Deploying an update of its DB2 database, IBM is pitching its SmartCloud infrastructure as a service (IaaS) for use in data reporting and analysis.
“We’re the only player in the marketplace that has [a cloud service] for data-in-motion—being able to analyze data in real time,” said Bob Picciano, IBM’s general manager for Information Management.
Starting in the second half of this year, the IBM SmartCloud IaaS will start using version 10.5 of IBM’s DB2 database, which should be generally available by early June. One new set of technologies that will come with this database, collectively called BLU Acceleration, can speed data analysis by 25 times or more, IBM claimed.
IBM also announced that SmartCloud can now run copies of SAP’s HANA in-memory database, initially for test and development jobs.
BLU (a code name that stood for Big data, Lightening fast, Ultra easy) is a set of technologies that optimize the speed of DB2 queries for in-memory databases. It offers columnar processing, in which only the needed columns of a database table are read in order to speed performance. It skips over unneeded data, such as duplicate entries. It can use multiple processor cores to execute a query, using parallel vector processing techniques. It also includes a compression technology that minimizes the amount of space a data set needs, while still providing easy accessibility for quick analysis.
A customer can continue to use preferred business intelligence (BI) software and just redirect the SQL and OLAP (Online analytical processing) queries from the BI software to the IBM service. Each DB2 instance on SmartCloud can run on up to 16 processor cores, which collectively could manage a terabyte or more of memory.
“You don’t need a lot of cores to be able to take advantage of this kind of parallelism, because we’re so efficient in how we’re using the processors and memory,” Picciano said.
With this technology, a customer could set up a system that would analyze data as it comes off the wire, Picciano said. Typically, organizations may store their data in a data warehouse or, if data is collected in sufficient quantities, in a Hadoop cluster. Then they would use various BI tools to extract patterns and other intelligence from the data set. IBM proposes keeping the data in-memory and analyzing it on the fly, using the same BI tools. The in-memory approach can cut the query times by a thousand times, Picciano said.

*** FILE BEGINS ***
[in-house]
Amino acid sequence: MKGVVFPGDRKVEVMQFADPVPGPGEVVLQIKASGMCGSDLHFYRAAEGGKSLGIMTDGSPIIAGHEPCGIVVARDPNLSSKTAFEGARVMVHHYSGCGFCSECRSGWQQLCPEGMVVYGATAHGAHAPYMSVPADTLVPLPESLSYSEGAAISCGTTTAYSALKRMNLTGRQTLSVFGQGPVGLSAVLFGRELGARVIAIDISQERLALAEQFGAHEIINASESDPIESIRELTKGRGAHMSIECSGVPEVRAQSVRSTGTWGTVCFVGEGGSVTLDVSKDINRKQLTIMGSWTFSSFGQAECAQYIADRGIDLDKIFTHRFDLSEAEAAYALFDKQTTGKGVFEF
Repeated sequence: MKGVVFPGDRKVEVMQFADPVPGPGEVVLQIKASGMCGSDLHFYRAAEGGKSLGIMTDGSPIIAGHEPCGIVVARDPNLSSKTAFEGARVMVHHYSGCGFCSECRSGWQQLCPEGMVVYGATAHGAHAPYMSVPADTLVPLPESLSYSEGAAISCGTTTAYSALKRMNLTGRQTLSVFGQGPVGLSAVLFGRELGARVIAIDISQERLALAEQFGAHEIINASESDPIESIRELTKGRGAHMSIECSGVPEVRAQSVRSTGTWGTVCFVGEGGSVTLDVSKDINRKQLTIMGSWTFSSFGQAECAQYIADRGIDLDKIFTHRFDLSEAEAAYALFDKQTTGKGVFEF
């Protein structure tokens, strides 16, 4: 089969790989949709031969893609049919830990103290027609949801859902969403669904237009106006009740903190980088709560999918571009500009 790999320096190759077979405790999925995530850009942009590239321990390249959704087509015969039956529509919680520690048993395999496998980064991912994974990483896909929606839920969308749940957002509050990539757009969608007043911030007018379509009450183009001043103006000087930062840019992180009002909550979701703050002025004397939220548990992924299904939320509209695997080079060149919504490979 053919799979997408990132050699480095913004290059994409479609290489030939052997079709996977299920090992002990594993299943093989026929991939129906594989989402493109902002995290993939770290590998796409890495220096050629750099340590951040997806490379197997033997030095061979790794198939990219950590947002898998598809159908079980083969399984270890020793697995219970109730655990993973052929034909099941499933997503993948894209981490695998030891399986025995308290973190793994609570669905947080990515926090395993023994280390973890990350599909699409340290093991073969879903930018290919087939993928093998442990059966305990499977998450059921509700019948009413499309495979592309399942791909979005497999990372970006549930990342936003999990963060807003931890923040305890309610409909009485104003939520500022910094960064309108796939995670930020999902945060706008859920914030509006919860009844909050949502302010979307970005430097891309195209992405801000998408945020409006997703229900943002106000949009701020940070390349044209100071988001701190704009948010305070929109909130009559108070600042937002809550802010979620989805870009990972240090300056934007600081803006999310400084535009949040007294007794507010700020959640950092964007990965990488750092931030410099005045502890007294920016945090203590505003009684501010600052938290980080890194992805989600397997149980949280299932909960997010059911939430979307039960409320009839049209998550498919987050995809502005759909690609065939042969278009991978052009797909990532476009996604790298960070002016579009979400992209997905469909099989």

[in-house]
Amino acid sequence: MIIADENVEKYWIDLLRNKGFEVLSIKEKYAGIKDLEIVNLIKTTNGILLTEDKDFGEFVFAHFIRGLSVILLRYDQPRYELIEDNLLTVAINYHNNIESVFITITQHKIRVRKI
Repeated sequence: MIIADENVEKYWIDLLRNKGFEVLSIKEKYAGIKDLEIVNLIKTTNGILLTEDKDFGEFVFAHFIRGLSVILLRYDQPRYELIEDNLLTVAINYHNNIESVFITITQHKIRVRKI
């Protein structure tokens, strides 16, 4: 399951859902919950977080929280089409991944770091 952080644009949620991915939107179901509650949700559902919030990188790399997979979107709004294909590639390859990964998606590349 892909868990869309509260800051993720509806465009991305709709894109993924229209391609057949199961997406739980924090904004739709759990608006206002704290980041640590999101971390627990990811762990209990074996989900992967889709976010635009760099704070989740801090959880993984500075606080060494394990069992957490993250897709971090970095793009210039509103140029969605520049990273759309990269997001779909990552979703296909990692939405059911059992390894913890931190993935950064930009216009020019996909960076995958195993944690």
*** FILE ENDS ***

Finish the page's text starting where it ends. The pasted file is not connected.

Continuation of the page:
“Queries that used to run in seven minutes on a well-known data warehouse systems can run in 8 milliseconds on our systems,” Picciano claimed.
IBM joins a number of companies that are pitching cloud computing as an ideal platform for large-scale data analysis. Google, for instance, offers its BigQuery service for crunching data online. VMware, along with parent company EMC, recently spun out a cloud service subsidiary, called Pivotal, that will focus on a providing data analysis services.
IBM also is offering to run copies of SAP HANA on its SmartCloud, where it can be used for data analysis. The company did not specify whether it will provide its own licenses for the services, or if customers should procure their own. One early customer of this service has been the department store Globus, which tracks sales for about 800,000 items on a SmartCloud instance of HANA.
Picciano did not disclose pricing information for the SmartCloud database service, stating that IBM works with each customer on a case-by-case basis.
Other cloud providers also made announcements this week. Google has cut the prices of its Google Cloud Datastore, a NoSQL data storage service, by up to 25 percent. Also, Microsoft announced that it is expanding its Azure cloud service to China, making it the first major cloud provider to do so, the company claimed.